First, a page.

Monday, February 15, 2016

My Many Years Aboard the Welcome

Historical writing is like cooking. Some essays are as easy as a quick stir-fry, moving from inspiration to finished product in a flash. Most require more simmering, time to let flavors mix and new ideas emerge. But occasionally, a writing project ends up on the stove for an inordinate amount of time, way longer than any recipe would call for. Maybe you got distracted by other meals. If you're really lucky, when you get back to it, your project hasn't reduced itself to a scorched pot of goo.

I was reminded of this when I was cleaning out some old files after our recent move. Not because I found any scorched goo. But because, amid papers from high school, I found a portfolio I prepared almost exactly ten years ago, in my senior year. Among the list of my various accomplishments was a photograph of a wooden ship suspended from a crane. This was a reproduction of the 1770s sloop Welcome, built in the 1970s and refurbished for a number of years by the Maritime Heritage Alliance of Traverse City, Michigan, before they relaunched her in 2005.

Under the image was a line about my own involvement with the Welcome:

"I am also currently working on researching and transcribing the logbook of the Welcome. Through analyzing the daily log entries, it will be possible to chart the Welcome's service when employed by the British crown during the Revolutionary War."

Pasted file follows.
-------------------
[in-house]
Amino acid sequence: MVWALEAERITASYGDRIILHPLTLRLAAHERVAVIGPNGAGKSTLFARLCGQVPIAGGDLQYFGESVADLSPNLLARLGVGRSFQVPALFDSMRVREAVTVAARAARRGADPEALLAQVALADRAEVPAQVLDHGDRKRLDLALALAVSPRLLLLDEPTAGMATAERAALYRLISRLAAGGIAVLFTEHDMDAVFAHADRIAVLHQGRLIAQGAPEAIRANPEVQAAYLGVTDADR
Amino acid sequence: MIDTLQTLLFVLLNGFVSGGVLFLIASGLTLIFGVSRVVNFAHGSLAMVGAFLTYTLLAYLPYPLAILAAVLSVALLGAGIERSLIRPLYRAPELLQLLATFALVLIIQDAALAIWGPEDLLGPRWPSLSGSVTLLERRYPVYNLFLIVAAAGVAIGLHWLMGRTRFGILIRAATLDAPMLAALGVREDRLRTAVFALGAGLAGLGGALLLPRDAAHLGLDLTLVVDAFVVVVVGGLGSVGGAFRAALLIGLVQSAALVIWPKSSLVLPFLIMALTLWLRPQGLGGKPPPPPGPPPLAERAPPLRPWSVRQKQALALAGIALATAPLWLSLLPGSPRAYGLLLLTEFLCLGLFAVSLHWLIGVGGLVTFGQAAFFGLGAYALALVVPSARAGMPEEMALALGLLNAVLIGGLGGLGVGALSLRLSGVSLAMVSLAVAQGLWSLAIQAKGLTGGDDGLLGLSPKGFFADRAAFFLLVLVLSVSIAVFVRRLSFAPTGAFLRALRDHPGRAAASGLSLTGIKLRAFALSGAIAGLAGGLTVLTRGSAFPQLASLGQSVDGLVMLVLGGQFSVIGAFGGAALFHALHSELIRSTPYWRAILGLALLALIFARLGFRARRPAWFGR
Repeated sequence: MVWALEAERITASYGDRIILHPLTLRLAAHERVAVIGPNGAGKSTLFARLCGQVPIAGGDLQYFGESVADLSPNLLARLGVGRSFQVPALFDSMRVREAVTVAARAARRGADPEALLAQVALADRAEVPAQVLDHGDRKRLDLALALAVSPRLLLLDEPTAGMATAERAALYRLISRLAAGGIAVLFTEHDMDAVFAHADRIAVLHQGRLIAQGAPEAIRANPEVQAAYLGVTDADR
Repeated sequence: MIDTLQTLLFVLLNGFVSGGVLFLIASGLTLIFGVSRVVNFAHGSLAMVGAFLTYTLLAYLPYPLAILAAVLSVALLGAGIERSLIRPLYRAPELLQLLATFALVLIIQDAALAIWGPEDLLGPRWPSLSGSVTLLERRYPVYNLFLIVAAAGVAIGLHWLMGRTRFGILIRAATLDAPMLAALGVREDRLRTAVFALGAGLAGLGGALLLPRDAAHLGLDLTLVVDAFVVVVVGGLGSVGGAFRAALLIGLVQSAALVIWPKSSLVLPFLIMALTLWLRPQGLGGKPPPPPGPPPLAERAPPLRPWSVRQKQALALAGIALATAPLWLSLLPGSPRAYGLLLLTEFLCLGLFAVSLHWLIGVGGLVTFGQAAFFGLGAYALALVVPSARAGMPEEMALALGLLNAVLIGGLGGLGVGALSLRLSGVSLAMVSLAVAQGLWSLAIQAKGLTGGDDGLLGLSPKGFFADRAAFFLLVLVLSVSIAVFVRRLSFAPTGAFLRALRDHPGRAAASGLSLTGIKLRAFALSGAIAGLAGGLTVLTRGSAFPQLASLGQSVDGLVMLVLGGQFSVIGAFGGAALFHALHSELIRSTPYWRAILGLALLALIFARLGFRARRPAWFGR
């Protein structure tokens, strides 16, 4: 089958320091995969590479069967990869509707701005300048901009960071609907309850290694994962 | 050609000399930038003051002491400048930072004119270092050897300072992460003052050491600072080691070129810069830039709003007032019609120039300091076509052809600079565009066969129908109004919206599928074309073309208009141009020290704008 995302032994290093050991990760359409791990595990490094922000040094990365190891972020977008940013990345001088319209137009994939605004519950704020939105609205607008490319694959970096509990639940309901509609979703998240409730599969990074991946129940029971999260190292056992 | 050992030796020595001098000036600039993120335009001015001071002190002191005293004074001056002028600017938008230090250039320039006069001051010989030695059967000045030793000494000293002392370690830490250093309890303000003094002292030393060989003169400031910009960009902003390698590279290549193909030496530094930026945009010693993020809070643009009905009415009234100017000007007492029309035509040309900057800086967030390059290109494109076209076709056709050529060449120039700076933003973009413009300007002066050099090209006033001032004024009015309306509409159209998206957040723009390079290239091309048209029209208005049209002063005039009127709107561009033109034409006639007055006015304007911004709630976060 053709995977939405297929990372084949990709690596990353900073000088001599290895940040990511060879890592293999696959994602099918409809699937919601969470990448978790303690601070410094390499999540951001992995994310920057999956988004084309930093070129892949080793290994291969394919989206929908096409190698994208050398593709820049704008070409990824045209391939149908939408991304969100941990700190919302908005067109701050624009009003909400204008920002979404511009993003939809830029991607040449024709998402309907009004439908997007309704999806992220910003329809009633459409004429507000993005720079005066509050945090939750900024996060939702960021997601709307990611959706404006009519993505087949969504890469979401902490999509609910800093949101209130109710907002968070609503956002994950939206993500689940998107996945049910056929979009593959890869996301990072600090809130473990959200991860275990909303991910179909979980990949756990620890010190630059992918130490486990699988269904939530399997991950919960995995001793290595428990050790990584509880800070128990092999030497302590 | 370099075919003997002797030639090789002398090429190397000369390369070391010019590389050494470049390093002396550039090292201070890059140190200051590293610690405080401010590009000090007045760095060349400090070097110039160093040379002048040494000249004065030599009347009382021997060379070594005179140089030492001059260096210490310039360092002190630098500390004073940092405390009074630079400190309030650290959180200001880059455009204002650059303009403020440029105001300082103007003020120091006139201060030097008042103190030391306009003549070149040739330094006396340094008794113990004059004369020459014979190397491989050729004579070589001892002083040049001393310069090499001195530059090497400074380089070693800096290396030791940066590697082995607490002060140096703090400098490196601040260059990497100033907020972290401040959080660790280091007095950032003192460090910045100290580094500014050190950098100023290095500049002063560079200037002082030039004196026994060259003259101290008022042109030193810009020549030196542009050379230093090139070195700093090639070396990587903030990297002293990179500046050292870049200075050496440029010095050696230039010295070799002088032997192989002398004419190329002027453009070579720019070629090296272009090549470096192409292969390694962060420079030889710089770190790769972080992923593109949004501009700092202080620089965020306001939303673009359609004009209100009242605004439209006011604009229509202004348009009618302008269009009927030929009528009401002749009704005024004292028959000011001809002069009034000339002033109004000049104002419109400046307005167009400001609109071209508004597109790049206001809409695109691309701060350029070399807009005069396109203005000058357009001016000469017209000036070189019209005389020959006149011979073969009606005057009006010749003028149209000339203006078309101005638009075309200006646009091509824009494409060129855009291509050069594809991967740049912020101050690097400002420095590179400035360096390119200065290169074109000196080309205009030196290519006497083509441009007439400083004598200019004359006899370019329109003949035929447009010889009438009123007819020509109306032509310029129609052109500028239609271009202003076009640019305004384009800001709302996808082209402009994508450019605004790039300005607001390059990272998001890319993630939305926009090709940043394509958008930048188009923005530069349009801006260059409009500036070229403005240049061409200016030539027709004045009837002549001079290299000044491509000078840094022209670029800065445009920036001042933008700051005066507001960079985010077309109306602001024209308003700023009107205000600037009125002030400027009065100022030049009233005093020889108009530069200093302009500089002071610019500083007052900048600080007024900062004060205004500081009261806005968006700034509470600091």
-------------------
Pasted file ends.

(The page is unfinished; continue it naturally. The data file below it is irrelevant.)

Well, eighteen-year-old Tyler, I'm happy to report that you finally did it, albeit a decade later. Improbably, that pot managed to cling to the back-burner for quite some time. It wasn't a project that took ten years of arduous labor. But it did take on-and-off research, a graduate writing seminar, and many rounds of editing. I have other dishes on the menu in the coming years, and it's nice to see this one leave the kitchen.

Sometimes what matters, at the end of the day, is that you get a meal on the table.

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